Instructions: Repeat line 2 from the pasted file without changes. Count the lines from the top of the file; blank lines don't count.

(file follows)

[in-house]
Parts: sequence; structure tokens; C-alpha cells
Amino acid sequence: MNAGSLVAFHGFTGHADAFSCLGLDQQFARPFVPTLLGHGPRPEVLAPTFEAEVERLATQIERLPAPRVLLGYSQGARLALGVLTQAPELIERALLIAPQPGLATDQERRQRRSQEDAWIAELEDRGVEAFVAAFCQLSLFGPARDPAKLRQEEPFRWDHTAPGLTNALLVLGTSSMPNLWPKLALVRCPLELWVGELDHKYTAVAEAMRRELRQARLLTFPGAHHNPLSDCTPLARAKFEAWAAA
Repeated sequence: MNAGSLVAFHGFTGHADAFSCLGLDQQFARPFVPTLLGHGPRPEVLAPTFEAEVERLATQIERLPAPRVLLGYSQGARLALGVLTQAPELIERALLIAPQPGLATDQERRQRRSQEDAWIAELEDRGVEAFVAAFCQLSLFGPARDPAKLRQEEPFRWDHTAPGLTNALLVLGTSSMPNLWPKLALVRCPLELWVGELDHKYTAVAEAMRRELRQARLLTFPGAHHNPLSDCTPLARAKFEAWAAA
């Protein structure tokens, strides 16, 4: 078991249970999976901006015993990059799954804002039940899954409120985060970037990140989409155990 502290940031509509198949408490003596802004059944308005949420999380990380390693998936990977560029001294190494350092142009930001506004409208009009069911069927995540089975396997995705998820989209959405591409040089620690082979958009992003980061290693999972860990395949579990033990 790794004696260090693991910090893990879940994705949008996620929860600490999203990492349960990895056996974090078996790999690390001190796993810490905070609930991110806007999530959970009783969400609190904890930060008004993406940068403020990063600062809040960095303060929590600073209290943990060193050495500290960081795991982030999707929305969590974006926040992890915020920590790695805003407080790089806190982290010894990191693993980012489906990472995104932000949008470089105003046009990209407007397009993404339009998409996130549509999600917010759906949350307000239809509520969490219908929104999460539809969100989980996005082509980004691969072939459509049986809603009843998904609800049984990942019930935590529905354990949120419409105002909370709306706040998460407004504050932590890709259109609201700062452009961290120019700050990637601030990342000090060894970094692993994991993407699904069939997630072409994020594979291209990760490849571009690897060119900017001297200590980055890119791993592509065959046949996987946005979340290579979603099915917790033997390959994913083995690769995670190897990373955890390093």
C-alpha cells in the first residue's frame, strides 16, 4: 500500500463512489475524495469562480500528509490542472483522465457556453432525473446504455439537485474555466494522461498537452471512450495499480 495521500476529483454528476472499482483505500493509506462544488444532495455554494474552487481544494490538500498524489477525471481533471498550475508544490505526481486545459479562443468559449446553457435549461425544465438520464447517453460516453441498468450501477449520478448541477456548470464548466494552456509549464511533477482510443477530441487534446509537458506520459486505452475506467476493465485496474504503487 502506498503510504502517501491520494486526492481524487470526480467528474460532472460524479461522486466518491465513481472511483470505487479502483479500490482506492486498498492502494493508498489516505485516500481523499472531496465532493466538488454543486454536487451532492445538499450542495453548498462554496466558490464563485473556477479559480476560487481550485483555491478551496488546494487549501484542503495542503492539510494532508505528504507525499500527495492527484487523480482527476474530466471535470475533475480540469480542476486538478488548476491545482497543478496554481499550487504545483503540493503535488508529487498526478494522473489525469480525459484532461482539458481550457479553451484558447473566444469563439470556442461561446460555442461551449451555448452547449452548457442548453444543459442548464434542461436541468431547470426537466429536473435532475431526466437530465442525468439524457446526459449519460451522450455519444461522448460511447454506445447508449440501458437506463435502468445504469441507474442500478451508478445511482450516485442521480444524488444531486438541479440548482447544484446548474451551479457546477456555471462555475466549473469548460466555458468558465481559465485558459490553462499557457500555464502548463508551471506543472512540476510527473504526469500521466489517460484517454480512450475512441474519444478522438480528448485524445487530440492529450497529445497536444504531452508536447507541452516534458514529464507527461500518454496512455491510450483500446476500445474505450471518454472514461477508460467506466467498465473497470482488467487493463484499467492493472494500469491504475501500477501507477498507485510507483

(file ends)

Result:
Parts: sequence; structure tokens; C-alpha cells